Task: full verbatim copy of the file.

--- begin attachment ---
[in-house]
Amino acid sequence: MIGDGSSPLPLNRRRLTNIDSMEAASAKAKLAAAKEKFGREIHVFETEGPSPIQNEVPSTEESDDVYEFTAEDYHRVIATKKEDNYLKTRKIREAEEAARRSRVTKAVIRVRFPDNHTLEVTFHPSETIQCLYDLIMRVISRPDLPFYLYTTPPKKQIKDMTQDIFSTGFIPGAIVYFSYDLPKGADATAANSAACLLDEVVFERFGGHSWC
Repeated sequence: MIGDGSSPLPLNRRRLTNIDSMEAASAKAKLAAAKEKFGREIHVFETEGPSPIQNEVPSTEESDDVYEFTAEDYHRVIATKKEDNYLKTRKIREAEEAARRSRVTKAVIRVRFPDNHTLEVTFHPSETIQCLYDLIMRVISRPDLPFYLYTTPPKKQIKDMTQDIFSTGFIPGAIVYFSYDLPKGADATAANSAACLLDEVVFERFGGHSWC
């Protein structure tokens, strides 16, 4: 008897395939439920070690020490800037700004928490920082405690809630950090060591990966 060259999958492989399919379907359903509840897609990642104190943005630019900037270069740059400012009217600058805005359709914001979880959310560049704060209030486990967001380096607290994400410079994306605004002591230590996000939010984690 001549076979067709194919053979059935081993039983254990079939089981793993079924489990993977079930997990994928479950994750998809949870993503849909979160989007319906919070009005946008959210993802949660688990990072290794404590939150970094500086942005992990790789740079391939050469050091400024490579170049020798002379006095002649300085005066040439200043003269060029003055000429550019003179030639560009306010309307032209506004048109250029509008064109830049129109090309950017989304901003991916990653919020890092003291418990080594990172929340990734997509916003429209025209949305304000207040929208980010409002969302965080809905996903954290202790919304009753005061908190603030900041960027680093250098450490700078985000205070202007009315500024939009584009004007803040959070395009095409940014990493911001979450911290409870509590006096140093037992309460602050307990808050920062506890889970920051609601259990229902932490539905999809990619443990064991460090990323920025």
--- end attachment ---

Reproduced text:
[in-house]
Amino acid sequence: MIGDGSSPLPLNRRRLTNIDSMEAASAKAKLAAAKEKFGREIHVFETEGPSPIQNEVPSTEESDDVYEFTAEDYHRVIATKKEDNYLKTRKIREAEEAARRSRVTKAVIRVRFPDNHTLEVTFHPSETIQCLYDLIMRVISRPDLPFYLYTTPPKKQIKDMTQDIFSTGFIPGAIVYFSYDLPKGADATAANSAACLLDEVVFERFGGHSWC
Repeated sequence: MIGDGSSPLPLNRRRLTNIDSMEAASAKAKLAAAKEKFGREIHVFETEGPSPIQNEVPSTEESDDVYEFTAEDYHRVIATKKEDNYLKTRKIREAEEAARRSRVTKAVIRVRFPDNHTLEVTFHPSETIQCLYDLIMRVISRPDLPFYLYTTPPKKQIKDMTQDIFSTGFIPGAIVYFSYDLPKGADATAANSAACLLDEVVFERFGGHSWC
């Protein structure tokens, strides 16, 4: 008897395939439920070690020490800037700004928490920082405690809630950090060591990966 060259999958492989399919379907359903509840897609990642104190943005630019900037270069740059400012009217600058805005359709914001979880959310560049704060209030486990967001380096607290994400410079994306605004002591230590996000939010984690 001549076979067709194919053979059935081993039983254990079939089981793993079924489990993977079930997990994928479950994750998809949870993503849909979160989007319906919070009005946008959210993802949660688990990072290794404590939150970094500086942005992990790789740079391939050469050091400024490579170049020798002379006095002649300085005066040439200043003269060029003055000429550019003179030639560009306010309307032209506004048109250029509008064109830049129109090309950017989304901003991916990653919020890092003291418990080594990172929340990734997509916003429209025209949305304000207040929208980010409002969302965080809905996903954290202790919304009753005061908190603030900041960027680093250098450490700078985000205070202007009315500024939009584009004007803040959070395009095409940014990493911001979450911290409870509590006096140093037992309460602050307990808050920062506890889970920051609601259990229902932490539905999809990619443990064991460090990323920025």